I Sheriff, U Feroze Malik
blacks, filipinos, multiple myeloma, plasma cells, prevalence, whites
I Sheriff, U Feroze Malik. Multiple Myeloma in a Filipino Patient: Clinical Case Report and Review of Literature. The Internet Journal of Family Practice. 2006 Volume 5 Number 1.
Multiple myeloma is a lymphoproliferative disease of unknown etiology that involves plasma cells.(12) In the United States, (1) prevalence of this disease is more common in the Blacks(13) followed by whites but it is not a frequently diagnosed disease in Filipinos. In this article we describe a Filipino patient in North America who was found to be suffering from multiple myeloma.
Multiple myeloma also called Plasma cell myeloma is a neoplasm of plasma cells which usually present with fatigue, bone pain, and recurrent infections (2). It is primarily a disorder of old age and is more common in men and blacks. Incidence rates in men are approximately 50% higher than rates in women for all racial/ethnic groups, with the exception of Filipinos, where women have an 80% excess.(3) In women incidence rate is highest in blacks (7.4), followed by whites (3.2). Filipino women have a much lower incidence rate (2.6), compared to other ethnic groups. (4) In this article we describe a patient of Filipino origin who presented with typical sign and symptoms of multiple myeloma and was diagnosed to be suffering from the same disease. This makes awareness of primary care physicians about multiple myeloma in races with lowest incidence rates very important.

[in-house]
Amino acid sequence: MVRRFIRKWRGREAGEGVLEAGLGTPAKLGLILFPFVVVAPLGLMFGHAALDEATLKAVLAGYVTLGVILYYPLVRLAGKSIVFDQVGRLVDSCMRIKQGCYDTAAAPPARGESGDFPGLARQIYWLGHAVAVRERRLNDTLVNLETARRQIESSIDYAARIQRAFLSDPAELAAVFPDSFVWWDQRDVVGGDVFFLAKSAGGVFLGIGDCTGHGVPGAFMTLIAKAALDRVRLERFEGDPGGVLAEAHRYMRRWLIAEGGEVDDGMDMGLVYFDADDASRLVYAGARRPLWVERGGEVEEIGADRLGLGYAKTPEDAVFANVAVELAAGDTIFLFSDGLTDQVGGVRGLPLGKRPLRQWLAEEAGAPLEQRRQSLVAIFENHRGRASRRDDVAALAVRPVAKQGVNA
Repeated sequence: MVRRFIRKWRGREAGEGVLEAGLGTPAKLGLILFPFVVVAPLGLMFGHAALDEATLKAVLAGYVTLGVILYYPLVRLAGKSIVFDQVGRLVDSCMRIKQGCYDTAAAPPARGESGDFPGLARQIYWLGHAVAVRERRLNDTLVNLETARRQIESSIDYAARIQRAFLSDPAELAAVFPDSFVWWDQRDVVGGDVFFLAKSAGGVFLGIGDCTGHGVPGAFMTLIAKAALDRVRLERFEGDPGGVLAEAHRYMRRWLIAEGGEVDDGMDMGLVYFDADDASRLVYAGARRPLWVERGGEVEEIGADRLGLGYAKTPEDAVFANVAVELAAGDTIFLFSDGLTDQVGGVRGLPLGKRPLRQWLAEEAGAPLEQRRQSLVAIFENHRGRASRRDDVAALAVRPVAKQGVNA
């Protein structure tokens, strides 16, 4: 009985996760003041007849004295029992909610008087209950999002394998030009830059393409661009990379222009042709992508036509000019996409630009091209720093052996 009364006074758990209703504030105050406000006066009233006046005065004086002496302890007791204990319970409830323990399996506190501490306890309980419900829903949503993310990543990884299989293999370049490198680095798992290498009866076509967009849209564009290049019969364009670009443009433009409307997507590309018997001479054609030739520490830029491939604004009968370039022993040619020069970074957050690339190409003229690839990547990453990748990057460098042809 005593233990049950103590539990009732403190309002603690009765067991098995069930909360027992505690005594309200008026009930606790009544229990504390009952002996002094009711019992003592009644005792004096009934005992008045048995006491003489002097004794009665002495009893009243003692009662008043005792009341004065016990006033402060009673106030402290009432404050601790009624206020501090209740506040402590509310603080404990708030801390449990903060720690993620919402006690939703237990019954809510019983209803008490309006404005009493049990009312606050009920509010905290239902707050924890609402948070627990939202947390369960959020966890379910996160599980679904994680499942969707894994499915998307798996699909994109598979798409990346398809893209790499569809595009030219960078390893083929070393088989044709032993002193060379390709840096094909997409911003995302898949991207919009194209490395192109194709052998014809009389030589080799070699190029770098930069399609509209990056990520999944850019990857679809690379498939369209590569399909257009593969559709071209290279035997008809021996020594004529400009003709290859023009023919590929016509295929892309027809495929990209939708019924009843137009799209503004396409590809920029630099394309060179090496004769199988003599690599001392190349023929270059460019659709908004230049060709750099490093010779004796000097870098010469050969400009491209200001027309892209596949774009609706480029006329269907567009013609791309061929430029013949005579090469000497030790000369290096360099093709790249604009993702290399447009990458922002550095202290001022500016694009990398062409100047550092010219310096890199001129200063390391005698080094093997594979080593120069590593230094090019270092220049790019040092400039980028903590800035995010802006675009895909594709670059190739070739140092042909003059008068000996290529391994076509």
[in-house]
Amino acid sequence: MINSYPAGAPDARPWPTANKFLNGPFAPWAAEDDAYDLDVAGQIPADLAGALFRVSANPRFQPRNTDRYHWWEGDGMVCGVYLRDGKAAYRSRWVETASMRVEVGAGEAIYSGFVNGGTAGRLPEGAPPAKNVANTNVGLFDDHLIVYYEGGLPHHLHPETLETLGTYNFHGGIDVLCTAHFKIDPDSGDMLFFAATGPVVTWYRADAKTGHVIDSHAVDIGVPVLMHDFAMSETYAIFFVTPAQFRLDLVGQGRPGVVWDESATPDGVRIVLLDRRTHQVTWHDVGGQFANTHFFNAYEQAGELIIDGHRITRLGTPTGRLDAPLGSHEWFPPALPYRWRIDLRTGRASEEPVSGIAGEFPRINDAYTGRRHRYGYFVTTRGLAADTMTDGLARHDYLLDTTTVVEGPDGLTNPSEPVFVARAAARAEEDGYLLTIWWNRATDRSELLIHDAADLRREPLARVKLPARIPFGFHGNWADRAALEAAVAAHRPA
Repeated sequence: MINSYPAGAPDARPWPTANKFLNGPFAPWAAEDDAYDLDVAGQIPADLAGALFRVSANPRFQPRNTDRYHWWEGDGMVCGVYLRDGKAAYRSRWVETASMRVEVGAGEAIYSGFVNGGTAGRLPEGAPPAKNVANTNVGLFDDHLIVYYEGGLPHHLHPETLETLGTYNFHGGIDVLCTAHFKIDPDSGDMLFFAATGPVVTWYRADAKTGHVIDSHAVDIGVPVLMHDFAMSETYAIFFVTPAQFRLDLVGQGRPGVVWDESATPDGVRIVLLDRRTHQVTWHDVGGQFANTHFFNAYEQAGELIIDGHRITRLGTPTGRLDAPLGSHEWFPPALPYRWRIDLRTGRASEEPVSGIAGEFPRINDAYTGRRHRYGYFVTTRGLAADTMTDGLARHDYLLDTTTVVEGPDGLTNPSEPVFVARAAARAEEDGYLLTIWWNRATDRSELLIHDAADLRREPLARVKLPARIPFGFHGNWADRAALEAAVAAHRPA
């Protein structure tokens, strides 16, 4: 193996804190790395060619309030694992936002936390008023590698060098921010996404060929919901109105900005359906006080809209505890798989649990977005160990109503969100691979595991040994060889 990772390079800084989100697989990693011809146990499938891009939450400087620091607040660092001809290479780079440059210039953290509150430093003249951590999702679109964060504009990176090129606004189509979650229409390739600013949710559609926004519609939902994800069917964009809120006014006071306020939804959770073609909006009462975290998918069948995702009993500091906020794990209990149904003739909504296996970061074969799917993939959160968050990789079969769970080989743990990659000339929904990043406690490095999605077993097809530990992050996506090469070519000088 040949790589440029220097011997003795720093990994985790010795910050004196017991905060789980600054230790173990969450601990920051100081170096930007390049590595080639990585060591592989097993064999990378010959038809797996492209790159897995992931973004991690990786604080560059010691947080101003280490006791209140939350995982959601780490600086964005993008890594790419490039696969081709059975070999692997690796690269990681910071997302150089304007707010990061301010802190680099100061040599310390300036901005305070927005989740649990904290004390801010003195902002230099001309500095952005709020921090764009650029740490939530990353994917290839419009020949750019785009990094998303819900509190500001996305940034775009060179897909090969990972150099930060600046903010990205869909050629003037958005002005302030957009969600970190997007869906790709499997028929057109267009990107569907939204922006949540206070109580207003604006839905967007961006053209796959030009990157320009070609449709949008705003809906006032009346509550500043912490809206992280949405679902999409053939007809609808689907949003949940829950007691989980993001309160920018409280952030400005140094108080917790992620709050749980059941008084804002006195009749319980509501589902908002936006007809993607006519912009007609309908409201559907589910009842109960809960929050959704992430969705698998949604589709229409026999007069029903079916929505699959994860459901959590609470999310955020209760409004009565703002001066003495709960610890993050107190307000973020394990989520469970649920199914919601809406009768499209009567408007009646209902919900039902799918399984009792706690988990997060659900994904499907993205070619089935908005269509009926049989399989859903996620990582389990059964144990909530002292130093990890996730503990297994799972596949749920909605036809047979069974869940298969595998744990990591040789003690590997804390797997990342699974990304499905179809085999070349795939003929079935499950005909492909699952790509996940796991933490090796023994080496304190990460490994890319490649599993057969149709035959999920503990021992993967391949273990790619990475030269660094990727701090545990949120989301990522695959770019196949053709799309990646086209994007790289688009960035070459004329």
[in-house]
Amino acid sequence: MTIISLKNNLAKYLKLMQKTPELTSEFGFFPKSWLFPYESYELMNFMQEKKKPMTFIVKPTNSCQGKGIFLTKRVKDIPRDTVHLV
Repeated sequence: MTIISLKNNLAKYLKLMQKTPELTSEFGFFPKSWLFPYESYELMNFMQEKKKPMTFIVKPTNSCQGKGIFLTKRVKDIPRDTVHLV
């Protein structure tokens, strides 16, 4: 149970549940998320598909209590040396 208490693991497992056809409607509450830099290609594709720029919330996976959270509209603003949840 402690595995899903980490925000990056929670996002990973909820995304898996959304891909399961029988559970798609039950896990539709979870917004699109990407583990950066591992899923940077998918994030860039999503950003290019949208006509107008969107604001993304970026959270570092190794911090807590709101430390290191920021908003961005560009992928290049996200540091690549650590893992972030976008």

A 61 year old female patient of Filipino origin presented with history of back pain, fatigue and muscle aches for 2 weeks. She had been well till 2 weeks ago when she started complaining of generalized fatigue and back pain. Pain started spontaneously after patient lifted a heavy object. It was not associated with numbness of legs or radiation of the pain. There was no history of fever, weight loss, poor or blurred vision, recurrent past infections, pains at other body sites, bleeding, nausea, vomiting, constipation, polydipsia, polyuria, nausea, anorexia or recent change in bowel habits. On examination only significant findings were increased blood pressure (152/85) and moderate tenderness over lumbar area. Other wise patient was well developed and in no distress. SLR was negative. There were no any other significant finding on history and examination.
Complete Metabolic Profile, Complete Blood Count and Lipid Panel studies revealed high serum protein level (11.2) with low serum albumin (3.5) and high total globulin (7.7). Patient was also found to have low RBCs count (3.68), Hemoglobin (11.6) and hematocrit (34.7). Platelets, Serum Alkaline phosphatase and Alanine aminotransferase were found above the normal range. Lipid panel showed increased TG (155) and low HDL cholesterol (28). All other lab results were within normal limits (Fig1).
The patient returned with the abnormal lab results and complains of increased tiredness throughout the day and unable to sleep. Other than this there was no any significant change in the symptoms of the patient. Multiple myeloma was suspected and urinanalysis and protein electrophoresis were ordered. Patient was found to have proteinuria (1+), hematuria (1+) with RBCs of 4-10 along with epithelial cells, mucus threads and bacteria in the urine.